Calle Lanzarote

Timanfaya National Park

Timanfaya National ParkIt is perhaps a bit unusual that I had been coming to Lanzarote for 10 years before I finally took the tour of Timanfaya National Park, and for many tourists it is probably one of the first places that they take an excursion to.

But for whatever reason, I had only driven past the entrance until now, which does not mean that I had not seen photos and films of what to expect.

The day of our visit must have been a popular choice, because the cars were queued back onto the road (LZ-67) when we arrived. An efficient member of staff was going along the queue, handing out leaflets and enquiring as to the number and age of people in the car. This allowed him to have our tickets ready for us by the time we reached the front of the queue.

Timanfaya National ParkBut the queuing was not over here. We then had to wait on the next piece of road to continue up to the car park.

At the car park there were at least three people directing the traffic and making sure that everyone found a parking space as soon as possible. Once we stepped out of the car, one of them immediately asked us which language we spoke and directed us to one of the faded orange coaches that was going to take us around the park.

I’m not quite sure why he asked, because the commentary was in Spanish, English and German anyway.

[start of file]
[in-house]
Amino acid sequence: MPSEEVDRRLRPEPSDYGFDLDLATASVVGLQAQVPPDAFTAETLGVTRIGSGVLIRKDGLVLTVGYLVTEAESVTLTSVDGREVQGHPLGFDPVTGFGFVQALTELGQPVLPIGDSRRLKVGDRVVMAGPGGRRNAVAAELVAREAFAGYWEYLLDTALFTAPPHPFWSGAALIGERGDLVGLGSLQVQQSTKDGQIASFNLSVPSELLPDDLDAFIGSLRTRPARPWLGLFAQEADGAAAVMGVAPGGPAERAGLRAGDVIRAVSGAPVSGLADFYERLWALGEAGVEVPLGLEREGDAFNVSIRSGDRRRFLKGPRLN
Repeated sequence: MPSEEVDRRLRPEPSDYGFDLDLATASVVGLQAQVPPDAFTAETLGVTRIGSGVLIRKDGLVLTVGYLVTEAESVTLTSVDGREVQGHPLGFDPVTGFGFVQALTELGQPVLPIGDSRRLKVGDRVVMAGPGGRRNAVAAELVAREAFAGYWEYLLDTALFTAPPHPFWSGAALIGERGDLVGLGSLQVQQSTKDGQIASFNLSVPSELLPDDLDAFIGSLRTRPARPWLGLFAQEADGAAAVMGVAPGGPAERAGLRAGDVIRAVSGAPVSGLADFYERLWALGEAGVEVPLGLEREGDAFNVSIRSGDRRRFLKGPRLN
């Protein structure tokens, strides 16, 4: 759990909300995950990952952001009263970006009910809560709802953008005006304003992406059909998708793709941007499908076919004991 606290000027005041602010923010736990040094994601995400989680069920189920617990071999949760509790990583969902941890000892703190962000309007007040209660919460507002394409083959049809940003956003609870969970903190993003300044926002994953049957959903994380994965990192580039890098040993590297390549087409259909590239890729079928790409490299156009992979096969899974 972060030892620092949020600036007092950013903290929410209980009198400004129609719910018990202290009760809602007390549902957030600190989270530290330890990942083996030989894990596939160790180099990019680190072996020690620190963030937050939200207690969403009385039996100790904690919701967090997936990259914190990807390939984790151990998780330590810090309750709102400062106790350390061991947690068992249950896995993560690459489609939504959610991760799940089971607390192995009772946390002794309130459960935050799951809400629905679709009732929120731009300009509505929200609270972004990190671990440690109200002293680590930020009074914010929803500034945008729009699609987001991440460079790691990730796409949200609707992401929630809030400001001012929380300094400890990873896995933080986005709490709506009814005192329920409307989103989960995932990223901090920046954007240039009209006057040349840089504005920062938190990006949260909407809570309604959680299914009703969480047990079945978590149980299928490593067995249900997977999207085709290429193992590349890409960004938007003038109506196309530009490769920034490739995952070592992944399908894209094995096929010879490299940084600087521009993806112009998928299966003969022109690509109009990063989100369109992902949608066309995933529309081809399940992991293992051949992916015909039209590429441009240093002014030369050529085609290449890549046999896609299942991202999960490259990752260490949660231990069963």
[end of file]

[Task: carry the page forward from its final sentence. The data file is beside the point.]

Hay burning demonstration in Timanfaya National ParkThe coach tour took us around the volcanic landscape of the park, with many of the corners just passable for the coach, or so it seemed. With sights on both sides of the coach, there is no right or wrong side to sit – just a wrong window if you want to take photos without smudges and fingerprints on it! Since you cannot get out of the coach, you obviously have to take your photos through the windows.

Steam shooting out of the ground at Timanfaya National ParkOnce the coach has returned to the car park, you proceed to a demonstration of the thermal energy. First, some straw or hay is pushed into a well at which point it starts burning on its own. Then comes probably the most famous of the demonstrations – water is poured down a spout, only for it to shoot back up into the air again thanks to the 350°C heat underground. Finally, inside the building, food for the restaurant is being cooked over a large pit, purely by heat coming up out of the earth.

After this and a trip round the souvenir shop we proceeded back to the main road and turned left to head to Mancha Blanca where the Canary Islands Government has a visitors’ centre.

The lava field walkway at Timanfaya Visitors' CentreThe centre, which is free to enter, contains exhibits showing how volcanoes work and even has an eruption “simulation” in the basement, although this is apparently only 1/20 the volume of the eruptions on Lanzarote in 1730. There is also a film about the geology of the island which lasts almost an hour.

Timanfaya Visitors' Centre in Mancha BlancaOne of the highlights here is the long gangway that take you out over the lava, until you are almost surrounded by it on all sides. Whilst the coach tour had the breathtaking views, this is an experience that the first location could not offer, and after years of learning that you cannot safely cross the lava fields, it is unusual to be standing in the middle of one.

And judging by the number of visitors, many of those who took the coach tour then continued elsewhere but did not go on to the visitors’ centre which is a shame, as it compliments the coach tour, adding the “how” and “why” to the experience.


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